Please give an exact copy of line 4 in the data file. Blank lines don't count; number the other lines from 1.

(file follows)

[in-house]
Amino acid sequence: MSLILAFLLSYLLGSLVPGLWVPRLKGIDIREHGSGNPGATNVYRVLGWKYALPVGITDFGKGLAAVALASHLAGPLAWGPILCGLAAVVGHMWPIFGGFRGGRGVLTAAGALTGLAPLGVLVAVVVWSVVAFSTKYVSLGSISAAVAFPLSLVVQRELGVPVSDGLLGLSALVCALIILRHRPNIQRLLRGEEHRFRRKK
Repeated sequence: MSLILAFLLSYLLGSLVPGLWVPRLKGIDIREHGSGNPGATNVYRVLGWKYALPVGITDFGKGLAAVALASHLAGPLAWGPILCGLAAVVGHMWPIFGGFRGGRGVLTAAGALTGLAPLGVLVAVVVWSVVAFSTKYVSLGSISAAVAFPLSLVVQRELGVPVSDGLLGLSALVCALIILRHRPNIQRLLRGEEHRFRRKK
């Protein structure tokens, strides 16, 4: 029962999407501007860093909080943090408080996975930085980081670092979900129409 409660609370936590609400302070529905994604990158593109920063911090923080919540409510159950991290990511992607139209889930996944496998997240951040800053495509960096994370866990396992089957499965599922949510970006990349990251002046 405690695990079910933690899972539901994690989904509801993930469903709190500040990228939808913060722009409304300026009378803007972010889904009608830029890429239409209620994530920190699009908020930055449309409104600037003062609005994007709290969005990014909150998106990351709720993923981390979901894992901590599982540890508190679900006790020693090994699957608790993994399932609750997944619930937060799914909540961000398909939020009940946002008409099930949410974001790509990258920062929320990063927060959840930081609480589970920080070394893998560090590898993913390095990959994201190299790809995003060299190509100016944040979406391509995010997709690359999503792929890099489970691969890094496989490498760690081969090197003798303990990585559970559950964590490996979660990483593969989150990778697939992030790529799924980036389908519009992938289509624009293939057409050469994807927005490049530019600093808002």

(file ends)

């Protein structure tokens, strides 16, 4: 029962999407501007860093909080943090408080996975930085980081670092979900129409 409660609370936590609400302070529905994604990158593109920063911090923080919540409510159950991290990511992607139209889930996944496998997240951040800053495509960096994370866990396992089957499965599922949510970006990349990251002046 405690695990079910933690899972539901994690989904509801993930469903709190500040990228939808913060722009409304300026009378803007972010889904009608830029890429239409209620994530920190699009908020930055449309409104600037003062609005994007709290969005990014909150998106990351709720993923981390979901894992901590599982540890508190679900006790020693090994699957608790993994399932609750997944619930937060799914909540961000398909939020009940946002008409099930949410974001790509990258920062929320990063927060959840930081609480589970920080070394893998560090590898993913390095990959994201190299790809995003060299190509100016944040979406391509995010997709690359999503792929890099489970691969890094496989490498760690081969090197003798303990990585559970559950964590490996979660990483593969989150990778697939992030790529799924980036389908519009992938289509624009293939057409050469994807927005490049530019600093808002």